All of which would be fine, if not for the quasi-medical tone. “It is well known” and “several studies have shown” is not actual scientific research, even if backed up by a handful of random links at the end. Either do science properly, or – even if what is being said is true – it comes across as wishy washy faux pseudo-science.

Mercifully short, this still manages to repeat a whole block of information – despite the author also giving over a few paragraphs on why he’s keeping the book so short – as if putting it in twice somehow legitimises the medical premise.

The thing is, the information could well be true. The author might indeed be a doctor. And there’s nothing new or controversial in claiming that meditation can help with all sorts of health issues – in fact, the link between mindfulness and stress really is ‘well-known’ and scientifically backed. The link to ‘metabolic syndrome’ and insulin resistance might well be too, but the way this book is written makes it all feel very flaky and doubtable, or that to really benefit you, too, would have to go spend months at an exotic retreat.

Not recommended, although meditation is well worth doing regardless of such books.

NetGalley eARC: 45 pages
First published: 2019
Series: none
Read from 20th-27th January 2019

My rating: 3/10

You Are Not Your Thoughts – Frances Trussell

you are not your thoughts cover

“There’s a quiet revolution going on, people everywhere are beginning to wake up from the daydream of their thoughts.”

I’ve been meditating, to a certain extent, for several years now, but there’s always space for another refresher on some of the whys and wherefores. Step forward You Are Not Your Thoughts.

I don’t think there was anything ‘new’ for me in this book, but it was very well put together, reminding me why I meditate and some of the different approaches I could think about revisiting (my practice has probably fallen into a rut). For newcomers to mindfulness and meditation, everything is laid out very straightforwardly to get you started, and the quick introduction to different forms will let you figure out if one type of meditation suits you better.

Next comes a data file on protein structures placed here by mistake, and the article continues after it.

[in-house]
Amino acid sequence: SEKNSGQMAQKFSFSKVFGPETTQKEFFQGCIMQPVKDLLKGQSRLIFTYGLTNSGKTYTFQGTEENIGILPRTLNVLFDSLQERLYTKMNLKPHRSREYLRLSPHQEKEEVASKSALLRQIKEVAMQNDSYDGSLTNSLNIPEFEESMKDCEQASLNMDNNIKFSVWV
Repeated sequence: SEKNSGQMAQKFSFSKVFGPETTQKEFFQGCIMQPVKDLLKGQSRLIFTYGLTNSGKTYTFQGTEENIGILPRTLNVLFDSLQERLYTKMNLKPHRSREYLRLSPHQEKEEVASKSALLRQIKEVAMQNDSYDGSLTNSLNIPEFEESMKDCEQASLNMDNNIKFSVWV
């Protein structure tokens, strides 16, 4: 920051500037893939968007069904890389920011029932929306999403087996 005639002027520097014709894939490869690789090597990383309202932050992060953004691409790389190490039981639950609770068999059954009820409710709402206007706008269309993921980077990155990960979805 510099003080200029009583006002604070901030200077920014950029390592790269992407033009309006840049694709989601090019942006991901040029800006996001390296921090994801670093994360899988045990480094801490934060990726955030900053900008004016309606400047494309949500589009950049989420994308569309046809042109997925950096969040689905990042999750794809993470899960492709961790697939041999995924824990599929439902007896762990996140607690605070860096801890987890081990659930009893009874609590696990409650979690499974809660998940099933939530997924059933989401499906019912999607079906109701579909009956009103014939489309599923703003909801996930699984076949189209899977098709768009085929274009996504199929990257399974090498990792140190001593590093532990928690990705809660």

I loved the tone of the writing. Mindfulness books can so often either go towards total ‘mystical’ airy-fairy-ness, or try too hard to go the other way and end up being almost insultingly dumbed down in a chatty, pop-culture “Oh, it’s just so cool, yah?”. YANYT straddles the line perfectly, leaning a little towards the more spiritual but in a very accessible, down to earth fashion.

This is definitely one of the better meditation books I’ve read. I used my bus journey home from work to read it, slowly, and I can genuinely tell you that I’ve never found traffic jams so relaxing!

NetGalley eARC: 105 pages
First published: 2018
Series: none
Read from 20th December – 20th January 2018

My rating: 8/10

Campion at Christmas – Margery Allingham

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“Sir Leo Pursuivant, the Chief Constable, had been sitting in his comfortable study after a magnificent lunch and talking heavily of the sadness of Christmas while his guest, Mr Campion, most favoured of this large house-party, had been laughing at him gently.”

I’ve always had a soft spot for Campion, after enjoying the tv adaptations when I was younger. Took me a long time to get around to any of the books – starting with The Crime at Black Dudley – and to be honest I’ve still only read a couple. However, a set of four short stories from Margery Allingham, based at Christmas, just sounded lovely!